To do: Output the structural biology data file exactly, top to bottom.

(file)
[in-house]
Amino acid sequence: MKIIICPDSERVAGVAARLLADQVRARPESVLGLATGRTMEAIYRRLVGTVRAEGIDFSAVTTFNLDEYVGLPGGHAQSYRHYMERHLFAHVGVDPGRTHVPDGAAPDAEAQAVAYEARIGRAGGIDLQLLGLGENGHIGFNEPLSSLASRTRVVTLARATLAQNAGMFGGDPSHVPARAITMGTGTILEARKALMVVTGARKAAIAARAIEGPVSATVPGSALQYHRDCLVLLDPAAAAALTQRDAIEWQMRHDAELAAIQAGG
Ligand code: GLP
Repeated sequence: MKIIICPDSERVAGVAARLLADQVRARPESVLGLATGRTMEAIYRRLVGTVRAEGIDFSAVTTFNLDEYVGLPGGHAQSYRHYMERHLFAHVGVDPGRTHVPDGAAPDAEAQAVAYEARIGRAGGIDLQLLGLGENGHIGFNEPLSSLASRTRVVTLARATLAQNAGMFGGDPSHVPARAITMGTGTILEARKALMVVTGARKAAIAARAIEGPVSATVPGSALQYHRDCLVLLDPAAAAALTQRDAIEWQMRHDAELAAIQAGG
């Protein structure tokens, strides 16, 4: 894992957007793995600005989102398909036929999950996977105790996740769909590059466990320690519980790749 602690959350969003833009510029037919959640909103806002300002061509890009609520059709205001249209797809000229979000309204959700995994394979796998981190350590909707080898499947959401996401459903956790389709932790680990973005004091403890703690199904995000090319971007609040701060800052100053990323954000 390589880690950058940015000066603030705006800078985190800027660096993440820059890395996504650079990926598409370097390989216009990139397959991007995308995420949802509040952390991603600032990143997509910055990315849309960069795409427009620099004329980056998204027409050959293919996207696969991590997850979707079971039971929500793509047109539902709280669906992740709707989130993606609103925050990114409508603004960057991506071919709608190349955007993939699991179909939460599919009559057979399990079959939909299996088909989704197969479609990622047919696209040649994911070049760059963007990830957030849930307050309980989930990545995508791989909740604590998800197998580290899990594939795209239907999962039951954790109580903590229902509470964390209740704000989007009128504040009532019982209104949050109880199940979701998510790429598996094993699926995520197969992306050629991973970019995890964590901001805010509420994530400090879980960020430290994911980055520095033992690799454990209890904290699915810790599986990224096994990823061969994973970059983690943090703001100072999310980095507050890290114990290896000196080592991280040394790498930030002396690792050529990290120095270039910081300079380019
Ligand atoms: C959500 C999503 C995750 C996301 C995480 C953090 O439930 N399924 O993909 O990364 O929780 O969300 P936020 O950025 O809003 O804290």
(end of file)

[in-house]
Amino acid sequence: MKIIICPDSERVAGVAARLLADQVRARPESVLGLATGRTMEAIYRRLVGTVRAEGIDFSAVTTFNLDEYVGLPGGHAQSYRHYMERHLFAHVGVDPGRTHVPDGAAPDAEAQAVAYEARIGRAGGIDLQLLGLGENGHIGFNEPLSSLASRTRVVTLARATLAQNAGMFGGDPSHVPARAITMGTGTILEARKALMVVTGARKAAIAARAIEGPVSATVPGSALQYHRDCLVLLDPAAAAALTQRDAIEWQMRHDAELAAIQAGG
Ligand code: GLP
Repeated sequence: MKIIICPDSERVAGVAARLLADQVRARPESVLGLATGRTMEAIYRRLVGTVRAEGIDFSAVTTFNLDEYVGLPGGHAQSYRHYMERHLFAHVGVDPGRTHVPDGAAPDAEAQAVAYEARIGRAGGIDLQLLGLGENGHIGFNEPLSSLASRTRVVTLARATLAQNAGMFGGDPSHVPARAITMGTGTILEARKALMVVTGARKAAIAARAIEGPVSATVPGSALQYHRDCLVLLDPAAAAALTQRDAIEWQMRHDAELAAIQAGG
């Protein structure tokens, strides 16, 4: 894992957007793995600005989102398909036929999950996977105790996740769909590059466990320690519980790749 602690959350969003833009510029037919959640909103806002300002061509890009609520059709205001249209797809000229979000309204959700995994394979796998981190350590909707080898499947959401996401459903956790389709932790680990973005004091403890703690199904995000090319971007609040701060800052100053990323954000 390589880690950058940015000066603030705006800078985190800027660096993440820059890395996504650079990926598409370097390989216009990139397959991007995308995420949802509040952390991603600032990143997509910055990315849309960069795409427009620099004329980056998204027409050959293919996207696969991590997850979707079971039971929500793509047109539902709280669906992740709707989130993606609103925050990114409508603004960057991506071919709608190349955007993939699991179909939460599919009559057979399990079959939909299996088909989704197969479609990622047919696209040649994911070049760059963007990830957030849930307050309980989930990545995508791989909740604590998800197998580290899990594939795209239907999962039951954790109580903590229902509470964390209740704000989007009128504040009532019982209104949050109880199940979701998510790429598996094993699926995520197969992306050629991973970019995890964590901001805010509420994530400090879980960020430290994911980055520095033992690799454990209890904290699915810790599986990224096994990823061969994973970059983690943090703001100072999310980095507050890290114990290896000196080592991280040394790498930030002396690792050529990290120095270039910081300079380019
Ligand atoms: C959500 C999503 C995750 C996301 C995480 C953090 O439930 N399924 O993909 O990364 O929780 O969300 P936020 O950025 O809003 O804290």